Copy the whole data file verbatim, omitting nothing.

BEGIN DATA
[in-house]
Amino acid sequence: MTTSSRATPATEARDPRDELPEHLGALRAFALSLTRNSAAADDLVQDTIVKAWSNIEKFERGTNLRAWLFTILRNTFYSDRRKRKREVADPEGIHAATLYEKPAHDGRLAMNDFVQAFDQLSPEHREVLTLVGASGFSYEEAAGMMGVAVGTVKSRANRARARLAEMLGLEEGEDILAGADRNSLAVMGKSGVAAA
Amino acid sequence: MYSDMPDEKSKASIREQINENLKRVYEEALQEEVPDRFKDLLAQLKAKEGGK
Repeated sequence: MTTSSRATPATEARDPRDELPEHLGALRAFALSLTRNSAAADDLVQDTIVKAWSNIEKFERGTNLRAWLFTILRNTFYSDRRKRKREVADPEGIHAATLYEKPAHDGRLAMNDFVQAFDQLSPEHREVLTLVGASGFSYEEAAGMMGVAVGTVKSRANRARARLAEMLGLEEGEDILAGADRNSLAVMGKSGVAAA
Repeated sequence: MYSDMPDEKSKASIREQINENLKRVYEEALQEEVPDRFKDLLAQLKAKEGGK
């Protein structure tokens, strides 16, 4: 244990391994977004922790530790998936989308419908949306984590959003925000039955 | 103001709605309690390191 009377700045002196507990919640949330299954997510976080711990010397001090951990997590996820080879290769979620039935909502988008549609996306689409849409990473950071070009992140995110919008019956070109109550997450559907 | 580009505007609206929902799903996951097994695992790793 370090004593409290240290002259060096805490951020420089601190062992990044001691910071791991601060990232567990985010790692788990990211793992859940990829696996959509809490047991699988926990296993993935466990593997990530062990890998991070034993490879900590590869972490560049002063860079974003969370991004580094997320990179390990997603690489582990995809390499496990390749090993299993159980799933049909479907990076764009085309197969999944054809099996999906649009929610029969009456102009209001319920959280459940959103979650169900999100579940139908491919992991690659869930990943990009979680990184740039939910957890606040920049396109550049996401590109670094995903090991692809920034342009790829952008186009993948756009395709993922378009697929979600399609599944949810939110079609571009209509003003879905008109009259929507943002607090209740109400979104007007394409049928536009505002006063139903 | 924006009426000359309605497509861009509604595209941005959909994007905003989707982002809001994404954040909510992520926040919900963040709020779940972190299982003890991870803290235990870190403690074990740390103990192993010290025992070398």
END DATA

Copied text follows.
[in-house]
Amino acid sequence: MTTSSRATPATEARDPRDELPEHLGALRAFALSLTRNSAAADDLVQDTIVKAWSNIEKFERGTNLRAWLFTILRNTFYSDRRKRKREVADPEGIHAATLYEKPAHDGRLAMNDFVQAFDQLSPEHREVLTLVGASGFSYEEAAGMMGVAVGTVKSRANRARARLAEMLGLEEGEDILAGADRNSLAVMGKSGVAAA
Amino acid sequence: MYSDMPDEKSKASIREQINENLKRVYEEALQEEVPDRFKDLLAQLKAKEGGK
Repeated sequence: MTTSSRATPATEARDPRDELPEHLGALRAFALSLTRNSAAADDLVQDTIVKAWSNIEKFERGTNLRAWLFTILRNTFYSDRRKRKREVADPEGIHAATLYEKPAHDGRLAMNDFVQAFDQLSPEHREVLTLVGASGFSYEEAAGMMGVAVGTVKSRANRARARLAEMLGLEEGEDILAGADRNSLAVMGKSGVAAA
Repeated sequence: MYSDMPDEKSKASIREQINENLKRVYEEALQEEVPDRFKDLLAQLKAKEGGK
């Protein structure tokens, strides 16, 4: 244990391994977004922790530790998936989308419908949306984590959003925000039955 | 103001709605309690390191 009377700045002196507990919640949330299954997510976080711990010397001090951990997590996820080879290769979620039935909502988008549609996306689409849409990473950071070009992140995110919008019956070109109550997450559907 | 580009505007609206929902799903996951097994695992790793 370090004593409290240290002259060096805490951020420089601190062992990044001691910071791991601060990232567990985010790692788990990211793992859940990829696996959509809490047991699988926990296993993935466990593997990530062990890998991070034993490879900590590869972490560049002063860079974003969370991004580094997320990179390990997603690489582990995809390499496990390749090993299993159980799933049909479907990076764009085309197969999944054809099996999906649009929610029969009456102009209001319920959280459940959103979650169900999100579940139908491919992991690659869930990943990009979680990184740039939910957890606040920049396109550049996401590109670094995903090991692809920034342009790829952008186009993948756009395709993922378009697929979600399609599944949810939110079609571009209509003003879905008109009259929507943002607090209740109400979104007007394409049928536009505002006063139903 | 924006009426000359309605497509861009509604595209941005959909994007905003989707982002809001994404954040909510992520926040919900963040709020779940972190299982003890991870803290235990870190403690074990740390103990192993010290025992070398």